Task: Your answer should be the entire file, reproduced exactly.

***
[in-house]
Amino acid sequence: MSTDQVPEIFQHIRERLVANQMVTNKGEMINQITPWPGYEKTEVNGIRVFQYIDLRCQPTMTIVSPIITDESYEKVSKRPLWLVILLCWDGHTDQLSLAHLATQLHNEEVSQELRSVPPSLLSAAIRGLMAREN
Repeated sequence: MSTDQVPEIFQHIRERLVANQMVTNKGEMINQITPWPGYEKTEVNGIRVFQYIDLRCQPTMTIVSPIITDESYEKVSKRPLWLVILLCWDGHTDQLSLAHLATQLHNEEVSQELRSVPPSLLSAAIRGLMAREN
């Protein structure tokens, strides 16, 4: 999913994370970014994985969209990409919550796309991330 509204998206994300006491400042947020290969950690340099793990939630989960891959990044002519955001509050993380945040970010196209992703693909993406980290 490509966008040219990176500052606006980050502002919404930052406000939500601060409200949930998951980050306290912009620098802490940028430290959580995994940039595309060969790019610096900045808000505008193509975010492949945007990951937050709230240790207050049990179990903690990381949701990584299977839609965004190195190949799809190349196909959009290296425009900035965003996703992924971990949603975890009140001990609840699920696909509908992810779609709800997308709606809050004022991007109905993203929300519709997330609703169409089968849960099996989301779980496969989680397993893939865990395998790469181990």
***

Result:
[in-house]
Amino acid sequence: MSTDQVPEIFQHIRERLVANQMVTNKGEMINQITPWPGYEKTEVNGIRVFQYIDLRCQPTMTIVSPIITDESYEKVSKRPLWLVILLCWDGHTDQLSLAHLATQLHNEEVSQELRSVPPSLLSAAIRGLMAREN
Repeated sequence: MSTDQVPEIFQHIRERLVANQMVTNKGEMINQITPWPGYEKTEVNGIRVFQYIDLRCQPTMTIVSPIITDESYEKVSKRPLWLVILLCWDGHTDQLSLAHLATQLHNEEVSQELRSVPPSLLSAAIRGLMAREN
């Protein structure tokens, strides 16, 4: 999913994370970014994985969209990409919550796309991330 509204998206994300006491400042947020290969950690340099793990939630989960891959990044002519955001509050993380945040970010196209992703693909993406980290 490509966008040219990176500052606006980050502002919404930052406000939500601060409200949930998951980050306290912009620098802490940028430290959580995994940039595309060969790019610096900045808000505008193509975010492949945007990951937050709230240790207050049990179990903690990381949701990584299977839609965004190195190949799809190349196909959009290296425009900035965003996703992924971990949603975890009140001990609840699920696909509908992810779609709800997308709606809050004022991007109905993203929300519709997330609703169409089968849960099996989301779980496969989680397993893939865990395998790469181990």